Clinical data
Trade namesElanone-V
Routes of
ATC code
  • none
Legal status
Legal status
  • In general: ℞ (Prescription only)
  • 4-[4-(4-Fluorobenzoyl)piperidin-1-yl]-1-(4-fluorophenyl)butan-1-one
CAS Number
PubChem CID
CompTox Dashboard (EPA)
ECHA InfoCard100.042.166 Edit this at Wikidata
Chemical and physical data
Molar mass371.428 g·mol−1
3D model (JSmol)
  • C1CN(CCC1C(=O)C2=CC=C(C=C2)F)CCCC(=O)C3=CC=C(C=C3)F
  • InChI=1S/C22H23F2NO2/c23-19-7-3-16(4-8-19)21(26)2-1-13-25-14-11-18(12-15-25)22(27)17-5-9-20(24)10-6-17/h3-10,18H,1-2,11-15H2

Lenperone (Elanone-V) is a typical antipsychotic of the butyrophenone chemical class.[1] It was first reported as an emetic in 1974,[2] and its use in treatment of acute schizophrenia was reported in 1975.[1] Related early antipsychotic agents include declenperone and milenperone.

Lenperone was never approved by the FDA for use in humans in the United States,[3] but prior to 1989 it was approved for use in veterinary medicine for sedation.[4][5][6]

See also

Chemically related drugs containing the same 4-(p-fluorobenzoyl)piperidine group:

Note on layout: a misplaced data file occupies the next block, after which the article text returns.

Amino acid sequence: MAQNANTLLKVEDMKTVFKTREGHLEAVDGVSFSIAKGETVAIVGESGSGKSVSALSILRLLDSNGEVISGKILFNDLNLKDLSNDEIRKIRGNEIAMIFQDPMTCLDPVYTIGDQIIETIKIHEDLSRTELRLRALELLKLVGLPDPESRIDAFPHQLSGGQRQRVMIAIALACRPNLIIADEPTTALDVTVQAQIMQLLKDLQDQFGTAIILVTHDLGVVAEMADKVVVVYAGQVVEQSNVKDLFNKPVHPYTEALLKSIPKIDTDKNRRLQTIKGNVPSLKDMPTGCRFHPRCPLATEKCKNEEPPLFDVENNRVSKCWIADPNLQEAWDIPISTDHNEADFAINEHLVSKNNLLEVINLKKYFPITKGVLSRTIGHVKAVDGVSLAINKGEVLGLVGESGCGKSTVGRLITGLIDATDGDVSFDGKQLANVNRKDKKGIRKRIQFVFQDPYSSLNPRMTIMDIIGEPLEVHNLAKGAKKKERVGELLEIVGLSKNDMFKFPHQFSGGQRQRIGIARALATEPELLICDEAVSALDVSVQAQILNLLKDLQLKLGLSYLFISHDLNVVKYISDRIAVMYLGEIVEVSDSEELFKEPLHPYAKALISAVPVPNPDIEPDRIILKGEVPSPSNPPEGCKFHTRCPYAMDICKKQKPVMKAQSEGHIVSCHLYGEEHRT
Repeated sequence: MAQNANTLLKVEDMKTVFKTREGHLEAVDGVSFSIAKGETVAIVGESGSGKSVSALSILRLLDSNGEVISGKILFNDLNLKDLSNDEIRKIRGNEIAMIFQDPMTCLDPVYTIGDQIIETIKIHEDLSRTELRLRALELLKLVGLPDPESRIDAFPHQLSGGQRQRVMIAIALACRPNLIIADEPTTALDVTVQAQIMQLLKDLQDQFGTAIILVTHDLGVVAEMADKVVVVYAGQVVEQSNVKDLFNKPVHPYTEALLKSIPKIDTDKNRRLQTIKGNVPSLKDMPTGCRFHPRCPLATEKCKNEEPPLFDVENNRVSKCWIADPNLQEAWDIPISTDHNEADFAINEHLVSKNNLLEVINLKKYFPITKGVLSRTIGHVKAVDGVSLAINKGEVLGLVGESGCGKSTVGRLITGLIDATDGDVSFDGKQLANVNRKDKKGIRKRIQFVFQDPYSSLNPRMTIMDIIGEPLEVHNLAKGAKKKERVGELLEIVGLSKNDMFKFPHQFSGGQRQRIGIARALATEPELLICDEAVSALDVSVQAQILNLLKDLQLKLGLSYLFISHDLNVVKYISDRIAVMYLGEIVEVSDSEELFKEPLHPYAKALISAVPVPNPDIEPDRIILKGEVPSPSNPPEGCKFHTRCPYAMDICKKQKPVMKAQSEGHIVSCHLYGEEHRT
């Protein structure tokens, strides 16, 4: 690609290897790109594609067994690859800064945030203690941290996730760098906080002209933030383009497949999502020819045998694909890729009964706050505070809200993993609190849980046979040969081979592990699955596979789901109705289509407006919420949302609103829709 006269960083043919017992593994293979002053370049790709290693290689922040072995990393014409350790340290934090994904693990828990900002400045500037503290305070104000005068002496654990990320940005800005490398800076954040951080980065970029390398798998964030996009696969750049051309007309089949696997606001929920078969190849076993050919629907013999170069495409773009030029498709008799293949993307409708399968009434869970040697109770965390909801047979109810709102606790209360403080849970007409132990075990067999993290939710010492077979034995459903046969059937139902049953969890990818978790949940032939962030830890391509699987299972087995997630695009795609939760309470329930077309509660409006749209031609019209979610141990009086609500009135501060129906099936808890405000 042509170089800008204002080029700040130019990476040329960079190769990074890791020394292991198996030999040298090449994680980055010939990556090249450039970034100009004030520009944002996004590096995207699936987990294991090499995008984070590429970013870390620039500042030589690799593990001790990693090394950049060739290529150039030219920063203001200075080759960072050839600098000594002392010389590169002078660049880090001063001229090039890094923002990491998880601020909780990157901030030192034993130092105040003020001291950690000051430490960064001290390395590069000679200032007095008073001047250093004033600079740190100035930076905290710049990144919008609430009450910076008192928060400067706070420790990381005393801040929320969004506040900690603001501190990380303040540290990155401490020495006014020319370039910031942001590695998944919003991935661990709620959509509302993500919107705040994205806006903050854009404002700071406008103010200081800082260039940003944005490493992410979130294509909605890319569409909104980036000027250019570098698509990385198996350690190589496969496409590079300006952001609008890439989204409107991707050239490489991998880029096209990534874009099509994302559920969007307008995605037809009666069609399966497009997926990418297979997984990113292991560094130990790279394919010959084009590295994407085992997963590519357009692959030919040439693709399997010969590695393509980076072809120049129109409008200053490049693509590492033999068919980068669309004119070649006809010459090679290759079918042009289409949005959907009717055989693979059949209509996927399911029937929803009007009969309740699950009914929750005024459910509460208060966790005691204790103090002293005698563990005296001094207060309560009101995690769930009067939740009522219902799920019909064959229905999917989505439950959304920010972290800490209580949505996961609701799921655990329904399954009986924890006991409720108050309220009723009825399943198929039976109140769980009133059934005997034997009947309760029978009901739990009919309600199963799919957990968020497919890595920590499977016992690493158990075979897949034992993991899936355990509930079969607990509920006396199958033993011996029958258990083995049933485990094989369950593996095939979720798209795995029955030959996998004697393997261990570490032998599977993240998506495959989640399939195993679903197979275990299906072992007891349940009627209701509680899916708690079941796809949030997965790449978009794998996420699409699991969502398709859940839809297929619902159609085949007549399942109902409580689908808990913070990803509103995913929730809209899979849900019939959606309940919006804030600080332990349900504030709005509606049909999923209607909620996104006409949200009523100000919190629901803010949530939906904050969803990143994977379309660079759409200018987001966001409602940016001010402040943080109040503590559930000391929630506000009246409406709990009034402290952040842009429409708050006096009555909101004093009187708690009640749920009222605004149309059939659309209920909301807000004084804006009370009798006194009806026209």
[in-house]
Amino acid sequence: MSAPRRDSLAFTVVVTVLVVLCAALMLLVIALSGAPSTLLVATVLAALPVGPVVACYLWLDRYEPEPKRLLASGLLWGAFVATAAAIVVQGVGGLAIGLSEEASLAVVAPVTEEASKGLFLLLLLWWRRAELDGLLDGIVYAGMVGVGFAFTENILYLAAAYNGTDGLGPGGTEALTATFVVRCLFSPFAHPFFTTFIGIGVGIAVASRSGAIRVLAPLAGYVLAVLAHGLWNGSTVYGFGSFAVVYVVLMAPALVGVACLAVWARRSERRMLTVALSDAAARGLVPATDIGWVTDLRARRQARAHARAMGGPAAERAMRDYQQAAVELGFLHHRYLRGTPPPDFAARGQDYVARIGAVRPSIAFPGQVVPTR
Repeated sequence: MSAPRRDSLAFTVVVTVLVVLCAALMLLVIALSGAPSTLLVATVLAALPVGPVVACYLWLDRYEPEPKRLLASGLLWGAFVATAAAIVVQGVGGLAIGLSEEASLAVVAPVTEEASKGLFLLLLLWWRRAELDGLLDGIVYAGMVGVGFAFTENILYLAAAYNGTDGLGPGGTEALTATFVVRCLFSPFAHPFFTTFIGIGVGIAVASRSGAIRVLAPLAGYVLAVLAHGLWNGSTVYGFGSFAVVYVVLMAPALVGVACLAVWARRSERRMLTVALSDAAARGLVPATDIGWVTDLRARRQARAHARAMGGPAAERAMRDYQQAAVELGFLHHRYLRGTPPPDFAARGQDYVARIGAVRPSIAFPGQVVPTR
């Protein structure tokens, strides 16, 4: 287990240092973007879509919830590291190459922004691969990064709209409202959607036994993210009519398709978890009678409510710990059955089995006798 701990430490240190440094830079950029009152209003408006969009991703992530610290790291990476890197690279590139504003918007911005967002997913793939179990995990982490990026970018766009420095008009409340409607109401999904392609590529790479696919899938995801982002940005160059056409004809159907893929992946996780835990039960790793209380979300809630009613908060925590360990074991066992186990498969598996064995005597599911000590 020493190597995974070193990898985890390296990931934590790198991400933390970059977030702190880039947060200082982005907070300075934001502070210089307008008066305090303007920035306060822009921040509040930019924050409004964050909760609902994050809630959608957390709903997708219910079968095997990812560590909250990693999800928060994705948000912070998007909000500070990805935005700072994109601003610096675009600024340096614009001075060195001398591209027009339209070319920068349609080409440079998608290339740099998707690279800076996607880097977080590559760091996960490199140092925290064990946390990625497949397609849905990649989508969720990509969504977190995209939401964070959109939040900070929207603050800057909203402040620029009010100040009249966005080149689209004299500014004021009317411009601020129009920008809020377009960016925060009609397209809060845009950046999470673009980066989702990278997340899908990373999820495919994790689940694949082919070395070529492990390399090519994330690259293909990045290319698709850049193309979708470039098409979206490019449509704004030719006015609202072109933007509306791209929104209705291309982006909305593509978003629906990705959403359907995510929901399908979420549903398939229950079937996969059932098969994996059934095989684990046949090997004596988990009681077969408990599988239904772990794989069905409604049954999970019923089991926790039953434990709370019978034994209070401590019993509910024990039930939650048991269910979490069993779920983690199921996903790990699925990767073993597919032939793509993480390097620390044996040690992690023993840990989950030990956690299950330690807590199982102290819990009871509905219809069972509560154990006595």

1. ^ a b Harris M (1975). "Treatment of Acute Schizophrenia with a New Butyrophenone-Lenperone". Journal of Clinical Pharmacology. 15 (2–3): 187–90. doi:10.1002/j.1552-4604.1975.tb02355.x. PMID 1091666. S2CID 28602974.
  2. ^ FR 2227868, Ward, John Wesley & Leonard, Charles A., "Antiemetic compositions containing piperidine derivatives", published 1974-11-29 
  3. ^ Table 1. Marketed butyrophenones with approval status and indication in Miller AC, Khan AM, Castro Bigalli AA, Sewell KA, King AR, Ghadermarzi S, et al. (2019). "Neuroleptanalgesia for acute abdominal pain: a systematic review". Journal of Pain Research. 12: 787–801. doi:10.2147/JPR.S187798. PMC 6396833. PMID 30881092.
  4. ^ Booth NJ (1982). "Psychotropic Agents". In Booth NH, McDonald LE (ed.). Veterinary Pharmacology and Therapeutics (5th ed.). Ames, Iowa: Iowa State University Press. pp. 321–345.
  5. ^ Johnson SE, Zelner A, Sherding RG (April 1989). "Effect of lenperone hydrochloride on gastroesophageal sphincter pressure in healthy dogs". Canadian Journal of Veterinary Research. 53 (2): 248–50. PMC 1255555. PMID 2565757.
  6. ^ FDA Veterinarian. U.S. Department of Health and Human Services, Public Health Service, Food and Drug Administration, Center for Veterinary Medicine. 1988. The firm requested withdrawal of approval because the products are no longer being marketed. Effective date: July 13, 1989